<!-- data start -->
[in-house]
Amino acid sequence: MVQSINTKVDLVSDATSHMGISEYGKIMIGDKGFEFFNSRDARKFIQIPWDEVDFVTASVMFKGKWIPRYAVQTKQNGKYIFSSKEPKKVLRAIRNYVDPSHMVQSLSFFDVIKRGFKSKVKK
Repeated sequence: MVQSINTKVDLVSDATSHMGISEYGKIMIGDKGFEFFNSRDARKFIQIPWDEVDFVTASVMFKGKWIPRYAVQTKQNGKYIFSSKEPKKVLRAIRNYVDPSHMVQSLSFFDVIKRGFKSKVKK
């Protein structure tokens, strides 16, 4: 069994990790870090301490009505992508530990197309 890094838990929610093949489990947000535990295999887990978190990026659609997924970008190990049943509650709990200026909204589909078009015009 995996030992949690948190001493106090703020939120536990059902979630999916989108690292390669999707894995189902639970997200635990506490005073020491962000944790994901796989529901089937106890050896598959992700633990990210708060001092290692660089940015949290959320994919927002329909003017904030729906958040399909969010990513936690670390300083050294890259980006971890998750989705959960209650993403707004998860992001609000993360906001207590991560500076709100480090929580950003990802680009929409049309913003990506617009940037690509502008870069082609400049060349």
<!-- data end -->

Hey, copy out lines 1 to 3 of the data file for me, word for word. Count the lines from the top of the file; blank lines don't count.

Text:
[in-house]
Amino acid sequence: MVQSINTKVDLVSDATSHMGISEYGKIMIGDKGFEFFNSRDARKFIQIPWDEVDFVTASVMFKGKWIPRYAVQTKQNGKYIFSSKEPKKVLRAIRNYVDPSHMVQSLSFFDVIKRGFKSKVKK
Repeated sequence: MVQSINTKVDLVSDATSHMGISEYGKIMIGDKGFEFFNSRDARKFIQIPWDEVDFVTASVMFKGKWIPRYAVQTKQNGKYIFSSKEPKKVLRAIRNYVDPSHMVQSLSFFDVIKRGFKSKVKK